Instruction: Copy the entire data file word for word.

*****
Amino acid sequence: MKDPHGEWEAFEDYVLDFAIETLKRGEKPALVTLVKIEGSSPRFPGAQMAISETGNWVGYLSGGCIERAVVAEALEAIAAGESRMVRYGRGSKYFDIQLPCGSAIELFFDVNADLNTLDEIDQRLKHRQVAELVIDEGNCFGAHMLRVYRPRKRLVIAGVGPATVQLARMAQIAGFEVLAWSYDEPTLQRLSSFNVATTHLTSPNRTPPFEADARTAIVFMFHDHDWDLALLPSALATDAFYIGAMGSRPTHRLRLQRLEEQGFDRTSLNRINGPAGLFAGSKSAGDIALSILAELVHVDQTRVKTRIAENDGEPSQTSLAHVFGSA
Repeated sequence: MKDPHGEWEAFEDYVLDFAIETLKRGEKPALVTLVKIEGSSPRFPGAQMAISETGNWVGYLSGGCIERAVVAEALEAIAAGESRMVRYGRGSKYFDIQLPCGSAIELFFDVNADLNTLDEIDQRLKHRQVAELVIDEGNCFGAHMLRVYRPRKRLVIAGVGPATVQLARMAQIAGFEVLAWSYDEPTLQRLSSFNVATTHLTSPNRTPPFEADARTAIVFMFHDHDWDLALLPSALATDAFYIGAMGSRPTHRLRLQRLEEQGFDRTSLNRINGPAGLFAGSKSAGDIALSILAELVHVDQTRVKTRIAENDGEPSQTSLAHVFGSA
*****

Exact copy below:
Amino acid sequence: MKDPHGEWEAFEDYVLDFAIETLKRGEKPALVTLVKIEGSSPRFPGAQMAISETGNWVGYLSGGCIERAVVAEALEAIAAGESRMVRYGRGSKYFDIQLPCGSAIELFFDVNADLNTLDEIDQRLKHRQVAELVIDEGNCFGAHMLRVYRPRKRLVIAGVGPATVQLARMAQIAGFEVLAWSYDEPTLQRLSSFNVATTHLTSPNRTPPFEADARTAIVFMFHDHDWDLALLPSALATDAFYIGAMGSRPTHRLRLQRLEEQGFDRTSLNRINGPAGLFAGSKSAGDIALSILAELVHVDQTRVKTRIAENDGEPSQTSLAHVFGSA
Repeated sequence: MKDPHGEWEAFEDYVLDFAIETLKRGEKPALVTLVKIEGSSPRFPGAQMAISETGNWVGYLSGGCIERAVVAEALEAIAAGESRMVRYGRGSKYFDIQLPCGSAIELFFDVNADLNTLDEIDQRLKHRQVAELVIDEGNCFGAHMLRVYRPRKRLVIAGVGPATVQLARMAQIAGFEVLAWSYDEPTLQRLSSFNVATTHLTSPNRTPPFEADARTAIVFMFHDHDWDLALLPSALATDAFYIGAMGSRPTHRLRLQRLEEQGFDRTSLNRINGPAGLFAGSKSAGDIALSILAELVHVDQTRVKTRIAENDGEPSQTSLAHVFGSA